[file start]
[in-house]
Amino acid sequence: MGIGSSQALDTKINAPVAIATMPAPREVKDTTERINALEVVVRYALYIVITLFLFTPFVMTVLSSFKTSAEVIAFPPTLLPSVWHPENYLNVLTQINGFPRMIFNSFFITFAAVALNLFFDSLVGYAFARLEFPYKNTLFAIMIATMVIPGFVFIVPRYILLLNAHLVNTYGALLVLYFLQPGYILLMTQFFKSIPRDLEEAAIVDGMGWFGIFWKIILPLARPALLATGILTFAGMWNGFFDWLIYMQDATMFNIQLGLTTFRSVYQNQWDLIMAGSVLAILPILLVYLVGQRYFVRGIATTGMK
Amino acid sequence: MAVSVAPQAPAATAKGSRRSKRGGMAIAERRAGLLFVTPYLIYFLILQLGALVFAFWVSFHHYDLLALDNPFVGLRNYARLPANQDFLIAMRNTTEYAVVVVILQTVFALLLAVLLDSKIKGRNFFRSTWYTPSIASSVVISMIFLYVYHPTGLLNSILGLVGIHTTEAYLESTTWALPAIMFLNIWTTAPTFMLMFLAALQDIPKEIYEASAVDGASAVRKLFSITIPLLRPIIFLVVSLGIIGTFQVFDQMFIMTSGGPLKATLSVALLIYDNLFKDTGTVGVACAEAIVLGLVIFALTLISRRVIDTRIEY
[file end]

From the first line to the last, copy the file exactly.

[in-house]
Amino acid sequence: MGIGSSQALDTKINAPVAIATMPAPREVKDTTERINALEVVVRYALYIVITLFLFTPFVMTVLSSFKTSAEVIAFPPTLLPSVWHPENYLNVLTQINGFPRMIFNSFFITFAAVALNLFFDSLVGYAFARLEFPYKNTLFAIMIATMVIPGFVFIVPRYILLLNAHLVNTYGALLVLYFLQPGYILLMTQFFKSIPRDLEEAAIVDGMGWFGIFWKIILPLARPALLATGILTFAGMWNGFFDWLIYMQDATMFNIQLGLTTFRSVYQNQWDLIMAGSVLAILPILLVYLVGQRYFVRGIATTGMK
Amino acid sequence: MAVSVAPQAPAATAKGSRRSKRGGMAIAERRAGLLFVTPYLIYFLILQLGALVFAFWVSFHHYDLLALDNPFVGLRNYARLPANQDFLIAMRNTTEYAVVVVILQTVFALLLAVLLDSKIKGRNFFRSTWYTPSIASSVVISMIFLYVYHPTGLLNSILGLVGIHTTEAYLESTTWALPAIMFLNIWTTAPTFMLMFLAALQDIPKEIYEASAVDGASAVRKLFSITIPLLRPIIFLVVSLGIIGTFQVFDQMFIMTSGGPLKATLSVALLIYDNLFKDTGTVGVACAEAIVLGLVIFALTLISRRVIDTRIEY